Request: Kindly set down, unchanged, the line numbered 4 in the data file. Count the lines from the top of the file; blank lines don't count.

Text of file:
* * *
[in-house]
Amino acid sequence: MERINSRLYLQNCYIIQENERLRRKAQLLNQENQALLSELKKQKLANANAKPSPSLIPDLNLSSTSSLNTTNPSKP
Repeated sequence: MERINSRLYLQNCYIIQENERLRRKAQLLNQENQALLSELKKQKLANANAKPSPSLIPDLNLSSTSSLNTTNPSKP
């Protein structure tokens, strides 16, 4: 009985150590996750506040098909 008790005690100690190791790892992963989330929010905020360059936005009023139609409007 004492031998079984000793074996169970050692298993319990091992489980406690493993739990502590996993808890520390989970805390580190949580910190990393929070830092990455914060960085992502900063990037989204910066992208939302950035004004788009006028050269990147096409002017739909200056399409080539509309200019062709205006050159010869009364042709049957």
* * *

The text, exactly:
């Protein structure tokens, strides 16, 4: 009985150590996750506040098909 008790005690100690190791790892992963989330929010905020360059936005009023139609409007 004492031998079984000793074996169970050692298993319990091992489980406690493993739990502590996993808890520390989970805390580190949580910190990393929070830092990455914060960085992502900063990037989204910066992208939302950035004004788009006028050269990147096409002017739909200056399409080539509309200019062709205006050159010869009364042709049957």